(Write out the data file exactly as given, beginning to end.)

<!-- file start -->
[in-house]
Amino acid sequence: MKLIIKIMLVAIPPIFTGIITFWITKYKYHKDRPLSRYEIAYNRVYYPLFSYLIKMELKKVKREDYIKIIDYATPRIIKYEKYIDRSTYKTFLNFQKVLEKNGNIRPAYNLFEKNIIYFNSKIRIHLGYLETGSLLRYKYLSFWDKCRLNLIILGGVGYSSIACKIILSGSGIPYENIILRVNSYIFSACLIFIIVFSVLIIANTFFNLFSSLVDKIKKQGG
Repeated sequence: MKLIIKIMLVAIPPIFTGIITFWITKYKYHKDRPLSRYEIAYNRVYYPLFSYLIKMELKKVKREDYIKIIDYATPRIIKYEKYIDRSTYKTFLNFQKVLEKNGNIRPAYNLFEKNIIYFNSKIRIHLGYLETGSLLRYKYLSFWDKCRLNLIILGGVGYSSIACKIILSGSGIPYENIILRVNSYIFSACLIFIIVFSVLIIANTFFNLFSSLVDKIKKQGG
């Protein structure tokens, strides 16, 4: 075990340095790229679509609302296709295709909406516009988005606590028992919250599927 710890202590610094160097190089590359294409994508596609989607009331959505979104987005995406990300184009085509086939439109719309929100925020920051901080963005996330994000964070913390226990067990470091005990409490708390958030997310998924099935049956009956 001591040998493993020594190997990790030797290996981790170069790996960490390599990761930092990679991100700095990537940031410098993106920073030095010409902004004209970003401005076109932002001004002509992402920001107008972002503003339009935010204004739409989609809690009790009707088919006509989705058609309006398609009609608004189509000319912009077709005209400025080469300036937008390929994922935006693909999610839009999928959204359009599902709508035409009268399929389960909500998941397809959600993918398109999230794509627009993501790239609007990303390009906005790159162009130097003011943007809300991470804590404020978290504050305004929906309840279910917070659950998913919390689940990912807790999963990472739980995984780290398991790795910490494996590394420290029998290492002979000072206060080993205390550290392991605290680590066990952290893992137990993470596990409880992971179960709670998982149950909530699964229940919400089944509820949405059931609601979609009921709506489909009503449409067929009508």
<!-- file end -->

[in-house]
Amino acid sequence: MKLIIKIMLVAIPPIFTGIITFWITKYKYHKDRPLSRYEIAYNRVYYPLFSYLIKMELKKVKREDYIKIIDYATPRIIKYEKYIDRSTYKTFLNFQKVLEKNGNIRPAYNLFEKNIIYFNSKIRIHLGYLETGSLLRYKYLSFWDKCRLNLIILGGVGYSSIACKIILSGSGIPYENIILRVNSYIFSACLIFIIVFSVLIIANTFFNLFSSLVDKIKKQGG
Repeated sequence: MKLIIKIMLVAIPPIFTGIITFWITKYKYHKDRPLSRYEIAYNRVYYPLFSYLIKMELKKVKREDYIKIIDYATPRIIKYEKYIDRSTYKTFLNFQKVLEKNGNIRPAYNLFEKNIIYFNSKIRIHLGYLETGSLLRYKYLSFWDKCRLNLIILGGVGYSSIACKIILSGSGIPYENIILRVNSYIFSACLIFIIVFSVLIIANTFFNLFSSLVDKIKKQGG
């Protein structure tokens, strides 16, 4: 075990340095790229679509609302296709295709909406516009988005606590028992919250599927 710890202590610094160097190089590359294409994508596609989607009331959505979104987005995406990300184009085509086939439109719309929100925020920051901080963005996330994000964070913390226990067990470091005990409490708390958030997310998924099935049956009956 001591040998493993020594190997990790030797290996981790170069790996960490390599990761930092990679991100700095990537940031410098993106920073030095010409902004004209970003401005076109932002001004002509992402920001107008972002503003339009935010204004739409989609809690009790009707088919006509989705058609309006398609009609608004189509000319912009077709005209400025080469300036937008390929994922935006693909999610839009999928959204359009599902709508035409009268399929389960909500998941397809959600993918398109999230794509627009993501790239609007990303390009906005790159162009130097003011943007809300991470804590404020978290504050305004929906309840279910917070659950998913919390689940990912807790999963990472739980995984780290398991790795910490494996590394420290029998290492002979000072206060080993205390550290392991605290680590066990952290893992137990993470596990409880992971179960709670998982149950909530699964229940919400089944509820949405059931609601979609009921709506489909009503449409067929009508």